The fourth release from Pyrolysis (all are available on Bandcamp) and happy to say they are still pumping out fast-paced and energetic acoustic folk alongside the odd dark and intense ballad and all the time still not wearing any shoes! Completely acoustic (well except for the bass!) and with a bodhrán (Irish hand held instrument) instead of drums they manage to kick up quite a din and the music would definitely be classed as Celtic-Punk if there was an electric guitar in there. Their music ranges across the Folk genre with Punk, Gypsy and even Pirate music getting a nod but it’s their energy that gives them that Celtic-Punk feel. Founded in 2010 in the small Dutch town of Zaltbommel Celtic-Folkies Pyrolysis have been a regular fixture in their home countries festival scene over the years but have also made it over to these shores too. Daylight Is Fading is twelve songs, mostly originals but with a few traditional Folk covers, that comes in just shy of fifty minutes. The opening track is a short instrumental setting the scene for the storming ”The Pace’ which may sound like an electric guitar but you are wrong. The song is as Punk as you can get without electric and the Celtic tinged number rattles along at a grand old pace while main songwriter and lead vocalist Tim has that rather typical Dutch accent where he sounds completely English! In common with a lot of Folk (and Celtic-Punk too) his voice is just another instrument here and used to great effect. They can also turn their hand to a mean traditional song like the instrumental ‘Cooley’s Reel’ or a real foot stomper like the auld Scots classic ‘Donald McGillavry’ as well which leads nicely up to ‘Never Fade’ an album highlight and we are fortunate that they have just released a pretty damn good video to accompany it.
This is one band I would have really loved to have done a detailed review of as they are such an interesting band. They may look a bit ‘hippie-ish’ and that may be so but their music reminds me in style, not content, of those 70’s Irish Folk bands like The Bothy Band, Planxty or 1691 whose innovation lay the groundwork for much of what came afterwards on the island. It can definitely be traced to what we now call Celtic-Punk. I said before in a review of their second album ‘‘On Mountains I Stand‘ that the band I am most reminded of here was The Whisky Priests who flamed very brightly cross Europe in the 90’s with their unique brand of Geordie (Newcastle) English folk-punk music and you can still hear that a lot in what Pyrolysis do especially as the accordion is at the forefront of so much. ‘This is How’ begins as a sorrowful song about a sailor with amazing fiddle work in an Eastern European style. ‘Captain Cray’ has an somewhat English feel to it apart from the Celtic fiddle and the album is coming to an end and you can always tell a good band when they play a really long song that holds your interest. Here it’s ‘Rainy Road’ at seven minutes that closes the album and it’s a real masterpiece with fiddler Rikke taking over the vocals and her beautiful voice matching well the beautiful music. The slowest song here but the most dramatic and my absolute favourite. A great album. One the best I have heard this year so highly recommended.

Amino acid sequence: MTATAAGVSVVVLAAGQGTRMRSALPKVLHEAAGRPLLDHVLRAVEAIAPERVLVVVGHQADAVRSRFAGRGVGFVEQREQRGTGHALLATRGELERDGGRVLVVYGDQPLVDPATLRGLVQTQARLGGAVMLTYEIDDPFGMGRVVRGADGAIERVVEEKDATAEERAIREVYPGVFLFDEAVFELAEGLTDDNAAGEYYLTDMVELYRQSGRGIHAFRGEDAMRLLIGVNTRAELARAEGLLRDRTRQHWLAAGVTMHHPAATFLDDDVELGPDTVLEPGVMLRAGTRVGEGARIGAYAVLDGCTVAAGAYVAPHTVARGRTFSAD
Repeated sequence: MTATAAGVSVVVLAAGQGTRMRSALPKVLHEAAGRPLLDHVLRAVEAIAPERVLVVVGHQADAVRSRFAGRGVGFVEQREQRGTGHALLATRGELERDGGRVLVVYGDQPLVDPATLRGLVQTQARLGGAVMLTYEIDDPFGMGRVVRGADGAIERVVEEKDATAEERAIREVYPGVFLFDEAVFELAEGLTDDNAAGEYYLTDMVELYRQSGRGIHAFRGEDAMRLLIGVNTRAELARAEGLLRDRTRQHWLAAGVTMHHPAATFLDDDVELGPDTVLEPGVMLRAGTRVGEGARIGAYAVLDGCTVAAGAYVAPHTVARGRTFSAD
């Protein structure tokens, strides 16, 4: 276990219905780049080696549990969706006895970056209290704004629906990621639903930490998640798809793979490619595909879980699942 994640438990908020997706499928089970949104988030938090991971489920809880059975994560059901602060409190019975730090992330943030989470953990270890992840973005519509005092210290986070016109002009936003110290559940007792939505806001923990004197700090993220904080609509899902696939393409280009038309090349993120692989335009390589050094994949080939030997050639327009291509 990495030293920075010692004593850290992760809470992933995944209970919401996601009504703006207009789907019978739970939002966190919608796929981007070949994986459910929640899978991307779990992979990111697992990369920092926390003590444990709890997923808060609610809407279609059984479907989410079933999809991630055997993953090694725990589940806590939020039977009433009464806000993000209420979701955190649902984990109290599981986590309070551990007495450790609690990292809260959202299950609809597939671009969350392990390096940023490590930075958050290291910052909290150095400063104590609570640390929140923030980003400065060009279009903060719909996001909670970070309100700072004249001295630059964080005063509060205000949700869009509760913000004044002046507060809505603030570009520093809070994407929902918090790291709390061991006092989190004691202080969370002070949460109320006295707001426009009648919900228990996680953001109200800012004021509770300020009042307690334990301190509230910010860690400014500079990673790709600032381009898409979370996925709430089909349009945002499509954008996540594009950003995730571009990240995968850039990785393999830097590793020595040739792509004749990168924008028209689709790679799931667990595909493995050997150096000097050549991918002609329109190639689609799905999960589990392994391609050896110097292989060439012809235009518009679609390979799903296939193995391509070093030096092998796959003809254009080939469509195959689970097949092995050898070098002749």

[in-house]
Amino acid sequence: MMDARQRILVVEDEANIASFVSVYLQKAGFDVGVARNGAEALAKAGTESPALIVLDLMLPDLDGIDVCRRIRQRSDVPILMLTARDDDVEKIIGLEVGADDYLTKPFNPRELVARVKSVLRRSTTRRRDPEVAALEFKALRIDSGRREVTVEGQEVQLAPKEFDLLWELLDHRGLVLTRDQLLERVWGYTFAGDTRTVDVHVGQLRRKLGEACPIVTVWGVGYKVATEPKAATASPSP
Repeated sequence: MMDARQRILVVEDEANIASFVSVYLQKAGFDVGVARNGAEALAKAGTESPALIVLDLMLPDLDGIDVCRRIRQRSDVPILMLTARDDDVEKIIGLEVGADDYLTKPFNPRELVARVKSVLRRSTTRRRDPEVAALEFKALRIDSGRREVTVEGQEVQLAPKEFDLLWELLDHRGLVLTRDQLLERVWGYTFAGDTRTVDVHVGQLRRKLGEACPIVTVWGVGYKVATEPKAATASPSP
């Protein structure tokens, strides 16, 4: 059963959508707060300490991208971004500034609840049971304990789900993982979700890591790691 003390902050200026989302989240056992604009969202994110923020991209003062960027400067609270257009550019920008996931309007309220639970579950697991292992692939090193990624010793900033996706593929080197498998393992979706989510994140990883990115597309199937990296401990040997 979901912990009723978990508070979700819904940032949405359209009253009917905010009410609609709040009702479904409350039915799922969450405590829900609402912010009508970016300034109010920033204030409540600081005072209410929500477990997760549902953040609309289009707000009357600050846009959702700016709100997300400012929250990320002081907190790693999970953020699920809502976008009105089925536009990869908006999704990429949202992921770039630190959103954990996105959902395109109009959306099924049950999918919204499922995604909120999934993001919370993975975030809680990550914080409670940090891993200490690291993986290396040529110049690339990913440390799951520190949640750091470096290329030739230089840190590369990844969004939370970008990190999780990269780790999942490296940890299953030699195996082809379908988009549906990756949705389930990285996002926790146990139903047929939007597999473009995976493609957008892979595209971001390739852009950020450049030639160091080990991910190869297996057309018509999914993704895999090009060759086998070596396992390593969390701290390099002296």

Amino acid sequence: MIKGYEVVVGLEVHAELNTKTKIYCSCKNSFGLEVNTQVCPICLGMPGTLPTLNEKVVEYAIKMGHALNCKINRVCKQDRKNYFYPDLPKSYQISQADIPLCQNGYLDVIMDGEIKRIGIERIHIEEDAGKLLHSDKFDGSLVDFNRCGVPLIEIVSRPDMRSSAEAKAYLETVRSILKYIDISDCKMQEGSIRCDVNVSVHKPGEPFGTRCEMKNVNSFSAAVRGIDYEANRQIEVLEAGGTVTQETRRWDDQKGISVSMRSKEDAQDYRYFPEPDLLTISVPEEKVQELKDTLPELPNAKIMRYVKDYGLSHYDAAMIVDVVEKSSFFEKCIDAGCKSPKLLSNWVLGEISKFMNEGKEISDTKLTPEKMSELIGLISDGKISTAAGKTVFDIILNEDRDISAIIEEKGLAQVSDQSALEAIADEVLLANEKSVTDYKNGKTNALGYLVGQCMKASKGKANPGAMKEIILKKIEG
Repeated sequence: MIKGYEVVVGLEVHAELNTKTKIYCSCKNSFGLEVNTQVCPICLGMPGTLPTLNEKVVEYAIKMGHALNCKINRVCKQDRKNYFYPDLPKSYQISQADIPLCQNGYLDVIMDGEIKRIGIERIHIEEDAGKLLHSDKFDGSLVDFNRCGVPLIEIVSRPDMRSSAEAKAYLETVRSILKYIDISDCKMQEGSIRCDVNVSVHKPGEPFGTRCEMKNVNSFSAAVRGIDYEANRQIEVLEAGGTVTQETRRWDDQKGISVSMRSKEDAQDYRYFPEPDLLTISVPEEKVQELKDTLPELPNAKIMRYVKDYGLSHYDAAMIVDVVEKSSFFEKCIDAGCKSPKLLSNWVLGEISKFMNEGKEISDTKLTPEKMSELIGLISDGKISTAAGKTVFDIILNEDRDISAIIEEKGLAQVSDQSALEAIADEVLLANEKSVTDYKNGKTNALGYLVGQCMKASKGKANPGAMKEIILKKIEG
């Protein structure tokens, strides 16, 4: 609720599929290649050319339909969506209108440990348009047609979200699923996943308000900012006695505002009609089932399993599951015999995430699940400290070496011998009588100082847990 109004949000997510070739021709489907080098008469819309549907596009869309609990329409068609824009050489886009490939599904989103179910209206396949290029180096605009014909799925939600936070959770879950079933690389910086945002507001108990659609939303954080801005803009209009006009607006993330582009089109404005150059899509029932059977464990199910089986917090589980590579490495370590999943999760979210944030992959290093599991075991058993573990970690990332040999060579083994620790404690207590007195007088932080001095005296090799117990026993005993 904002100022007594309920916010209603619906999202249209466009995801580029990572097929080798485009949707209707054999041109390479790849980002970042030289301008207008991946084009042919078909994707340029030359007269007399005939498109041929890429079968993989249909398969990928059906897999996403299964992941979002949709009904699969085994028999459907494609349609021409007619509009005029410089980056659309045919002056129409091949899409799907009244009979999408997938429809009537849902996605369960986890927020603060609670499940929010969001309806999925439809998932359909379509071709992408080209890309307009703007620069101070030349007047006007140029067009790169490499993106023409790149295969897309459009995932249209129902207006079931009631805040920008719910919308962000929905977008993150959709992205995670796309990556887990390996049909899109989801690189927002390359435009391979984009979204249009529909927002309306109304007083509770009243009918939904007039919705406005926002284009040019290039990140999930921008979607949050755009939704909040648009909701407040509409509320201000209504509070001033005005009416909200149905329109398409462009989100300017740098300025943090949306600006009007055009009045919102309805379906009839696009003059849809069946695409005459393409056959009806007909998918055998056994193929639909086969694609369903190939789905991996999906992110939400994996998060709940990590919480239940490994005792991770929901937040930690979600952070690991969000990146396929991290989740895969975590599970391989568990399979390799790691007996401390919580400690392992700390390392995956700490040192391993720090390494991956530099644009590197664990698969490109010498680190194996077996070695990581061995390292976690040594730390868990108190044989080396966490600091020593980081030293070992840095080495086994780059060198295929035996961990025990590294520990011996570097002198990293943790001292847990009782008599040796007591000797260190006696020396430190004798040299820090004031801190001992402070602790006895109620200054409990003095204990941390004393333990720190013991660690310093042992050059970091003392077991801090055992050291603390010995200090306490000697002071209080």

Here’s a first for London Celtic Punks. We thought we had covered just about every country in Europe and then this little beauty arrived on our doorstep all the way from the wee country of Luxembourg. Famous in my youth for always finishing bottom of their European Championship group I knew very little more about them. Joined these days by even smaller countries they have at least risen to second bottom these days! With a population of just over 600,000 with only just over half the population being Luxembourgers with the other 44.5% made up of mainly Portuguese, French and Germans. So it’s a small country but perfectly placed between Belgium, Germany and France. Perfect indeed for a Folk-Punk band looking for gigs! Schëppe Siwen were founded in December 2009 and released their debut self titled album three years later and the follow up Sprëtztour in 2016. These passed us by but not this years Wat Bleift. Mixing Folk, Rock, Pop, Reggae, Punk and Ska and proudly eschewing the opportunity to sing in either French or German they proudly sing in their native Luxembourgish. Of course these means two things. 1) that we really admire them and 2) that we haven’t a clue what the songs are about! Still anything that involves a trumpet is bound not to be too downbeat. Here we have ten songs that clock in at 33 minutes and all original material. Like Pyrolysis I would have really liked to get my teeth into this review as their is so much going on in here but alas I just have to do my best. The album starts with bar talk followed by accordion and then trumpet. The olde world of Folk comes crashing together with more modern sounds and before long the song is hurtling through your ears. With eight members and an astonishing three trumpet players alongside the aforementioned accordion as well as fiddle with yer more traditional rock instruments keeping it all ticking along. An instrumental that leaves you not quite knowing what you have just listened to but in a good way. The influences are all here and play alongside each other nicely creating a danceable happy sound. ‘Looss Alles Zreck!’ sees the album turn almost full on punk but they reign it in and while Jojo’s gruff vocals may sound punkish to us here the style is more common in Europe and they give the music a bit of bite. With a more conventional singer the temptation would have been to go a bit lightweight but I’m glad they keep well away from that. Their are several outstanding tracks here and while none could be described as Celtic it sits snugly within the Folk-Punk genre or maybe a new genre Folk-Ska.
The title track gives it some old school ska (video above) while ‘Heif Deng Fauscht’ sees the album pause for its first breath with a slower track while ‘D’Auer Leeft’ is another instrumental that again takes all the influences imaginable blending them together. The bands earlier heavier days have been replaced with a love of ska but ‘De Klenge Männchen’ sees a return to form and opening with some classic Rock guitar they sound almost Californian for a minute. Jojo’s voice comes into it’s own here and the band deliver one hell of a tune. Catchy as hell and a real foot stomper. They quickly dust of the Folk instruments for ‘Fett Ewech’ while the album closes with two songs, ‘De Leschten Danz’ and ‘Starenhimmel’, that show the breadth of what the band can offer. From almost Tex-Mex-Ska-Folk-Punk to a heartfelt ballad accompanied by a children’s school choir. An album I thoroughly enjoyed and while I’m not sure of where Schëppe Siwen have come from musically I can safely say that on Wat Bleift they have delivered an album of pure originality where the traditional meets contemporary but still seems perfectly in time with both. There’s an excellent interview with the band about the album and the recording process in Tough Magazine just remember to run it through Google translate.